Saturday, March 31, 2007

Top 5

The finale...But in case you forgot the first part, here it is.

5. Sticky Fingers by the Rolling Stones - I don't want people to think that I wanted to put some Stones in my list and that it might as well be this album. While I wouldn't go so far as to say this album is forgotten, it sometimes is overlooked by critics, often passed over for Exile on Main Street or Beggar's Banquet, to name a few. But Sticky Fingers is such a great combination of rock and blues that it should be a requirement in everyone's collection. Songs of note: "Brown Sugar", "Wild Horses" and my personal favorite, "Dead Flowers."

4. Up the Bracket by The Libertines - Sometimes albums get a ton of hype that they don't deserve. Other times albums get a ton of hype and press and they deserve every last bit of it. Call me a cliche, say that I jumped on the bandwagon, frankly, I don't give a damn. Back before he made headlines for dating Kate Moss and being an all-inclusive jackass, Pete Doherty was in one of the finest British bands of the last fifteen years. He and Carl Barat had their work cut out for them with this album. A fantastic garage rock album that four years later still sounds quite raw and fresh. It has just enough melody to make it fun to listen to, but not enough to make it sound like a teeny-bopper's wet dream. A rock album for the ages.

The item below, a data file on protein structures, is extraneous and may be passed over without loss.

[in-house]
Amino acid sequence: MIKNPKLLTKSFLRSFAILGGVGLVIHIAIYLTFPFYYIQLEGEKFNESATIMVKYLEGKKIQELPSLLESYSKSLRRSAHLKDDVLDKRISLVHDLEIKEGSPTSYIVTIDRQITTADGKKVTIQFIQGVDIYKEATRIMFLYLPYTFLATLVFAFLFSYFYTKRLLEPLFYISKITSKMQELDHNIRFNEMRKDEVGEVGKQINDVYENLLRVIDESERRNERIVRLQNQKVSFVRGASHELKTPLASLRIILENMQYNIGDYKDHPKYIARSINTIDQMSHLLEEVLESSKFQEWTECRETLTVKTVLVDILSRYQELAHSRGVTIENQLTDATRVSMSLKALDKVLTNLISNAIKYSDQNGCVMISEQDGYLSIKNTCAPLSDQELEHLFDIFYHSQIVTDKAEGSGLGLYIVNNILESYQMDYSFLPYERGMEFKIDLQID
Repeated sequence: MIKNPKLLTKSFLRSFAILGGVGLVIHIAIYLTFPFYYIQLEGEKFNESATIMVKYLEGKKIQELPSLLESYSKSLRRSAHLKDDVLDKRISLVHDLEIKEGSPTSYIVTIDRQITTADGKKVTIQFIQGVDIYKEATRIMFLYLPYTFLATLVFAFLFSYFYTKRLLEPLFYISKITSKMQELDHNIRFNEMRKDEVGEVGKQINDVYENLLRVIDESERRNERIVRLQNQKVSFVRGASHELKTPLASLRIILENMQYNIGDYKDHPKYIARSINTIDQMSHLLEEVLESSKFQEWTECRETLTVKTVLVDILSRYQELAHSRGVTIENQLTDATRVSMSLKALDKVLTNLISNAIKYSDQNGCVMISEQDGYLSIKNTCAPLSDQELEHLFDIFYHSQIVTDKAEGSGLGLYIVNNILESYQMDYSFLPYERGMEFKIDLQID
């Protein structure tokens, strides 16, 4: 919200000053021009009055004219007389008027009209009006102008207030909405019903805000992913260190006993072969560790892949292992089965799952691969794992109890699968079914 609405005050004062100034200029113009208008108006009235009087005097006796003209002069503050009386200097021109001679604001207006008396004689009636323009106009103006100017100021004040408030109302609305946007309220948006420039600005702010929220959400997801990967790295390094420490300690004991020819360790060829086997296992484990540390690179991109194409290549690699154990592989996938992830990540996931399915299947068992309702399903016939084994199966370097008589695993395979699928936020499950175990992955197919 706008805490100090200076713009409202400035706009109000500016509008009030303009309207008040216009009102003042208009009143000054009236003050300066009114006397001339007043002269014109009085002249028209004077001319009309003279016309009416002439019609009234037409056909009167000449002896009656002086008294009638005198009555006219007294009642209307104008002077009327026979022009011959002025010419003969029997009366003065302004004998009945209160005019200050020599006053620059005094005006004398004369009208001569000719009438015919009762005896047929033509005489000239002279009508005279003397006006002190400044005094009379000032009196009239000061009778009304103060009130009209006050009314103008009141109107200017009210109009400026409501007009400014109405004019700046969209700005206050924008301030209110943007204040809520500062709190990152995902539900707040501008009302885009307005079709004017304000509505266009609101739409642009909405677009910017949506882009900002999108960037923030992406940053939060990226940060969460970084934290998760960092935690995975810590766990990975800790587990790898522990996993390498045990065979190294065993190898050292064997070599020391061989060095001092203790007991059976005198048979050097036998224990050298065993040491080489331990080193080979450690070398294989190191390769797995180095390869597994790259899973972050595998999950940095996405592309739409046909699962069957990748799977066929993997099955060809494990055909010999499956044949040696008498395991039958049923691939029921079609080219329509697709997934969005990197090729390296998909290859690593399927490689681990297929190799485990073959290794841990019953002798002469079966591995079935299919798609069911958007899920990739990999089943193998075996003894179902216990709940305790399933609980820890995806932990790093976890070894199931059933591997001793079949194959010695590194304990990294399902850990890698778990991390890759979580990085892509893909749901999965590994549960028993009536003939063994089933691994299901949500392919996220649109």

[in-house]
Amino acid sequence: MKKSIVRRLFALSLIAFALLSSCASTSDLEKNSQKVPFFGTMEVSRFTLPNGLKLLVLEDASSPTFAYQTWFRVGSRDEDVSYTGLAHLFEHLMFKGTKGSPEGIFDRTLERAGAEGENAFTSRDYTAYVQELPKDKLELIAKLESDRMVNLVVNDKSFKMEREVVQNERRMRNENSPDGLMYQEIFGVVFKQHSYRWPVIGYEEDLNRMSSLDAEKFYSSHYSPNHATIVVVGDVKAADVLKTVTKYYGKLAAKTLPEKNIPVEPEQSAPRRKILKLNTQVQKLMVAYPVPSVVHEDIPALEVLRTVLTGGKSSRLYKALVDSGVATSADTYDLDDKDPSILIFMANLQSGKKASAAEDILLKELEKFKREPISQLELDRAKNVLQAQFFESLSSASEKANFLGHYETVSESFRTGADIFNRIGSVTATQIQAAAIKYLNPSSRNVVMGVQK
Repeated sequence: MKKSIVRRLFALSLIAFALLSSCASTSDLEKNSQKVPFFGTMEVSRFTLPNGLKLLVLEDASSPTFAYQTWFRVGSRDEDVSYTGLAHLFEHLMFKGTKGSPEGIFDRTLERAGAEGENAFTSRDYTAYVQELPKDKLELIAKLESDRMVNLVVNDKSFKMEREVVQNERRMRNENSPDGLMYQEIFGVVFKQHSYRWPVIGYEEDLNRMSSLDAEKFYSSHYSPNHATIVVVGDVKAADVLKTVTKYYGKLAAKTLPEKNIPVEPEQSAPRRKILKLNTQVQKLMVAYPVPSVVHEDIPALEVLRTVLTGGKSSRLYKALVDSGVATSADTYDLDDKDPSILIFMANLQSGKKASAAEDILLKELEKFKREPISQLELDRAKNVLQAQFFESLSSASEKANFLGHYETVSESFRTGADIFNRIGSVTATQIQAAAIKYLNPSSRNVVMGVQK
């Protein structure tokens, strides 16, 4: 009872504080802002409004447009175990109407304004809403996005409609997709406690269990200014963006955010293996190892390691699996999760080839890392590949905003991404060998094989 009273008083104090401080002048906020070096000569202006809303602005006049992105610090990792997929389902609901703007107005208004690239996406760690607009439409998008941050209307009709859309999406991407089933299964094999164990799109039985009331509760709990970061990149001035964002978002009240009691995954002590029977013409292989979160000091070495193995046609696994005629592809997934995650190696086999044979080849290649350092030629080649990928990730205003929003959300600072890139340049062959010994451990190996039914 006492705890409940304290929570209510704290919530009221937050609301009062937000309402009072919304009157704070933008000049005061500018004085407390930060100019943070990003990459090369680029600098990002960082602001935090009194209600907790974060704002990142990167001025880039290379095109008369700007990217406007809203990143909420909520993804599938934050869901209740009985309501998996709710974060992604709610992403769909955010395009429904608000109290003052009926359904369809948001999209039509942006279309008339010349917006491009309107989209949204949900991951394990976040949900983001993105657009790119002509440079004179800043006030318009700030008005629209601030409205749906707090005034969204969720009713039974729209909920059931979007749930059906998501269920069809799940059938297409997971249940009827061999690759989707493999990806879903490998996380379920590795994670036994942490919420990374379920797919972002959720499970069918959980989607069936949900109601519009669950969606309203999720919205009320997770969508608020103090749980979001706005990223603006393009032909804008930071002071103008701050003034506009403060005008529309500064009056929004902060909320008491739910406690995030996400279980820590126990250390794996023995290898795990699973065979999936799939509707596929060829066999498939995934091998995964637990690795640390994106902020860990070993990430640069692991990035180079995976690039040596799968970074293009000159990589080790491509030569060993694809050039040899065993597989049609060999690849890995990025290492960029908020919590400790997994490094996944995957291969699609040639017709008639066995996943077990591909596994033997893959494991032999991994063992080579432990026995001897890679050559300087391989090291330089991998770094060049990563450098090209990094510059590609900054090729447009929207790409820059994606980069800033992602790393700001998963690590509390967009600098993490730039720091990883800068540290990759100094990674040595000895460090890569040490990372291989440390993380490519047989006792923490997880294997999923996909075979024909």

3. Blonde on Blonde by Bob Dylan - The apex of Dylan's creativity? I think so. Each song is uniquely different, yet the album still manages to work as a whole. (Author's note: I had to flip a coin to choose between my third and second picks. It was too hard to pick between these two incarnations of Dylan.)

2. Highway 61 Revisited by Bob Dylan - I could listen to this over and over again and never get sick of it. From "Like a Rolling Stone" to "Desolation Row", each song is an abolute gem, perfectly written and arranged all the way through.

1. De Stijl by The White Stripes - As we all know The White Stripes have only a guitar and a drum, or at times a piano and a drum, and to paraphrase Mr. White, "When the complicated is no longer an option, the mind is forced to acknowledge the simple things that make the complicated beautiful." The White Stripes are stripped down - only the key elements of rock music. Nowhere is this sound more perfect than on De Stijl.

2 Comments:

Blogger Kiki Kobes said...

Beerman- you've made my day!

8:23 AM  
Blogger mike said...

it's D'Steel(e)

8:15 AM  

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